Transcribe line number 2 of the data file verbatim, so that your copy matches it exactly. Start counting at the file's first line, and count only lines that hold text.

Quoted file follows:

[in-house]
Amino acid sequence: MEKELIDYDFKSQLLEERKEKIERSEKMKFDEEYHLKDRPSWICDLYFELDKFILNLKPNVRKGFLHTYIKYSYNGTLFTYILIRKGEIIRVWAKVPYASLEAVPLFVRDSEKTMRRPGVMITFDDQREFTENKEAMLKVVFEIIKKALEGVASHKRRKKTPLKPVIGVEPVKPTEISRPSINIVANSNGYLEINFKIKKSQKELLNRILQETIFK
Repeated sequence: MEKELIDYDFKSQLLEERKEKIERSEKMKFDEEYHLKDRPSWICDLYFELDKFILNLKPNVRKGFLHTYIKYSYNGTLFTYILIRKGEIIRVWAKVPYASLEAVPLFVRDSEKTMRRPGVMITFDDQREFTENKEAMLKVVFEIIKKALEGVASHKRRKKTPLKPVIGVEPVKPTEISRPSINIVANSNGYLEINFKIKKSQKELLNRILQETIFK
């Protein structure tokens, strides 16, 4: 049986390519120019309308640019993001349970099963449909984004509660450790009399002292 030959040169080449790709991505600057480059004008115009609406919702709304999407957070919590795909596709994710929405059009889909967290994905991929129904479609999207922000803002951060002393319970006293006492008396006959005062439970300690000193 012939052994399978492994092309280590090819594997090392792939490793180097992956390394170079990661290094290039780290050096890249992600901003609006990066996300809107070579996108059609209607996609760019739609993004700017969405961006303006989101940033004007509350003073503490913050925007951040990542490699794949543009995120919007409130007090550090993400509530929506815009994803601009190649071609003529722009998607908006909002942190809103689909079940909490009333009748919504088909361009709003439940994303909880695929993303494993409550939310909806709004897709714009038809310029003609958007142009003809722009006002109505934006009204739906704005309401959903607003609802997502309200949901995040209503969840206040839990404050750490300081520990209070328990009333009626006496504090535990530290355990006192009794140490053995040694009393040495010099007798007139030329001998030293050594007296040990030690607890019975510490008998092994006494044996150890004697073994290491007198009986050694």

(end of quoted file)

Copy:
Amino acid sequence: MEKELIDYDFKSQLLEERKEKIERSEKMKFDEEYHLKDRPSWICDLYFELDKFILNLKPNVRKGFLHTYIKYSYNGTLFTYILIRKGEIIRVWAKVPYASLEAVPLFVRDSEKTMRRPGVMITFDDQREFTENKEAMLKVVFEIIKKALEGVASHKRRKKTPLKPVIGVEPVKPTEISRPSINIVANSNGYLEINFKIKKSQKELLNRILQETIFK